Lionel Messi's list of records and achievements, and his constantly scintillating performances, are so impressive that sometimes it feels redundant to keep highlighting them.
Still, there is no escaping the fact that in a summer when the world's finest players are in action simultaneously on both sides of the Atlantic Ocean, the Argentina captain stands head and shoulders above any of his peers.
Messi was once more the heart and soul of his team on Saturday as Argentina downed Ecuador 3-0 to clinch their fourth consecutive Copa America semi-final. In the process, he took his own tally for the tournament to four goals and four assists in five games, more than any other player involved in either the Copa or Euro 2020.
It is a startling tally for any footballer, let alone a 34-year-old who has racked up just under 60 games between club and country in the last nine months. Should Argentina go on to win this competition, it will surely be enough to add yet another Ballon d'Or to his bulging collection.
That weekend victory, marked by another free-kick and two flawless assists, perfectly showcased the Messi who is leading the Albiceleste's march in Brazil.
Perhaps now unwilling or unable to dictate every facet of the game as he has done on so many occasions in the past, the veteran instead is focusing on being as effective as possible.
The likes of Rodrigo De Paul, Gio Lo Celso and Marcos Acuna are there to forage in midfield and put in the hard yards; Messi, for once, has the liberty to float around the penalty area and make things happen.
Even taking into account Ecuador's rather porous defence, that was exactly what he did at the weekend. The Tricolor received an early warning when Messi found himself clean through against Hernan Galindez, but for once his radar failed him and a chance you would expect him to convert with ease instead bounced off the goalkeeper's left-hand post and out of danger.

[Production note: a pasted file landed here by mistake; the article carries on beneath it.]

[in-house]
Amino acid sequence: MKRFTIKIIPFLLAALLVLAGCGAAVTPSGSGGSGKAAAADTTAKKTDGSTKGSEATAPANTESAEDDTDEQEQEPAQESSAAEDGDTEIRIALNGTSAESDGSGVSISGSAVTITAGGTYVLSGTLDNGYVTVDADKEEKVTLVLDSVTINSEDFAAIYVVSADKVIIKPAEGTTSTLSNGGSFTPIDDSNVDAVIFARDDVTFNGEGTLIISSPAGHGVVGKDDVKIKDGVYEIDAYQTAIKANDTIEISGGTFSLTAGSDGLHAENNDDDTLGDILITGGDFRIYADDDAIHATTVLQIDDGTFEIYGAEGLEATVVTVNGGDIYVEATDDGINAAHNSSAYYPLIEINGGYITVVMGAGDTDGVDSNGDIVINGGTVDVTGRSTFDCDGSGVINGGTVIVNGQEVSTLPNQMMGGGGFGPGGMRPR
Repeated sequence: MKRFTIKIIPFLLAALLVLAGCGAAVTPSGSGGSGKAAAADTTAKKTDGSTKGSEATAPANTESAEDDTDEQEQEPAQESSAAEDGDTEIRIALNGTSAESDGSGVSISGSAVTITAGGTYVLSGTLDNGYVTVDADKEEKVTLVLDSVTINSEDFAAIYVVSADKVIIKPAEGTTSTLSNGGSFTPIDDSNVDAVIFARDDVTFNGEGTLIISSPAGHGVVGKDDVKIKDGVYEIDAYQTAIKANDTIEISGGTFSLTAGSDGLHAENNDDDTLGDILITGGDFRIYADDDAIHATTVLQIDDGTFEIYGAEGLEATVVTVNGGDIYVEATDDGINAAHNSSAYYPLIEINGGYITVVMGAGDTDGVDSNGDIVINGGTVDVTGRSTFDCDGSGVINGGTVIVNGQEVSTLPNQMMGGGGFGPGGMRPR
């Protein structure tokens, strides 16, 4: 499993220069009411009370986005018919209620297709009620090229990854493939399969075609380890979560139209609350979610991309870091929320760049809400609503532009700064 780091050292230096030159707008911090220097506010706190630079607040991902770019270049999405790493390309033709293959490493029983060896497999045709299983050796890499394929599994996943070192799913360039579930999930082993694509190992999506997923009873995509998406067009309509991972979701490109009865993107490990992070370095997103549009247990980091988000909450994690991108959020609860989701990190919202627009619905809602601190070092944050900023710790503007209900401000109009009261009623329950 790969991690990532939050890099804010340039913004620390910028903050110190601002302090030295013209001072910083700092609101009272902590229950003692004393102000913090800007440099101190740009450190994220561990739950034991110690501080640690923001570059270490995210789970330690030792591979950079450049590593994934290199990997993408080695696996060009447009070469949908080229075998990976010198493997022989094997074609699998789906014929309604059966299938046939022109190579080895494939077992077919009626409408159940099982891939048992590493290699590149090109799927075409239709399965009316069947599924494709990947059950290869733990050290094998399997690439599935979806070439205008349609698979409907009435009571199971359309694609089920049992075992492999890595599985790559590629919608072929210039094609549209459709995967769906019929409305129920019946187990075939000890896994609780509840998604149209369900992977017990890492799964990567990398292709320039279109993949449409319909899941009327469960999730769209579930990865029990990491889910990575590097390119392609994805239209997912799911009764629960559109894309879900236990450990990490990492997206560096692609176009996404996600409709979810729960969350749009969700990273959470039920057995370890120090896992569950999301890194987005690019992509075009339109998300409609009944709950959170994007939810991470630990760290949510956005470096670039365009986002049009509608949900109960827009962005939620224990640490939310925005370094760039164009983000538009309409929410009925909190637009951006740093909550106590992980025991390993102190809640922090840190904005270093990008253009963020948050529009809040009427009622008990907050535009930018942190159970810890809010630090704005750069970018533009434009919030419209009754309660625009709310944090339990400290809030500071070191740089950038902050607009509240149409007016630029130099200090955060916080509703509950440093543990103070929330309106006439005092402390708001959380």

It proved only a temporary respite. With 40 minutes on the clock the No.10 picked out Nicolas Gonzalez with a stunning pass behind Ecuador's defence and, when the forward was chopped down by the onrushing Galindez, he repeated the feat by playing in De Paul, who was left with the simplest of finishes.
Then, late in the second half, and with Ecuador threatening to fight back, a dainty flick of that magical left foot set Lautaro Martinez free to effectively end the game as a contest.
Even so, there was still time for the grand finale: after VAR overturned Wilton Sampaio's penalty call and gave Argentina a free-kick on the edge of the area, Messi dispatched his effort as if it were a spot-kick and gave Galindez no chance between the posts, leaving coach Lionel Scaloni and anyone else who happened to be watching in awe of his outrageous talents.
“He is the best player in history,” Scaloni beamed to reporters after the game, with Argentina safely through to Tuesday's last-four clash with Colombia. “It is difficult for anyone to measure up to him.
“Perhaps sometimes Neymar is similar. The best thing that could happen to us as lovers of football is that he keeps playing as long as he can and we enjoy him. Even his opponents enjoy him.”
While Messi is desperate to prevail in Brazil and finally break that major international title duck which has so haunted him over the years, one thing he cannot be accused of is saving his best performances for Argentina.
None of his rivals can match his record of 46 goal participations, including 33 goals, since the start of the current year for club and country, even if that monumental effort was not enough to steer troubled Barcelona to Liga and Champions League glory.
Whether the Albiceleste can do better than the Catalans is still to be seen. Colombia will be a difficult but not insurmountable rival in the last four, with Scaloni's men blowing a two-goal lead during their last meeting in June to draw 2-2.
The Cafeteros were also somewhat unlucky not to get a result against Brazil in the group stage following a hugely controversial goal for the hosts which involved a deflection off Argentine referee Nestor Pitana.
If all goes well, the biggest test looms. Neymar and Co. have been an all-conquering machine throughout the Copa, breaking down their rivals with merciless efficiency and strolling into the final on Monday at the expense of Peru.
The very meeting of the two stars would make the final one of the most anticipated deciders in recent football history, and a chance for Messi to finally gain revenge for 2019's semi-final defeat which left him fuming at the perceived injustice suffered.
For that to happen, it is likely that Leo will have to have at least one more sparkling display in store to upset the favourites and seal Argentina's first major trophy since 1993.
That is the big prize; the seventh Ballon d'Or, another record, which would almost certainly be winging his way should the Albiceleste prevail would just be a most welcome bonus for this most remarkable of footballers.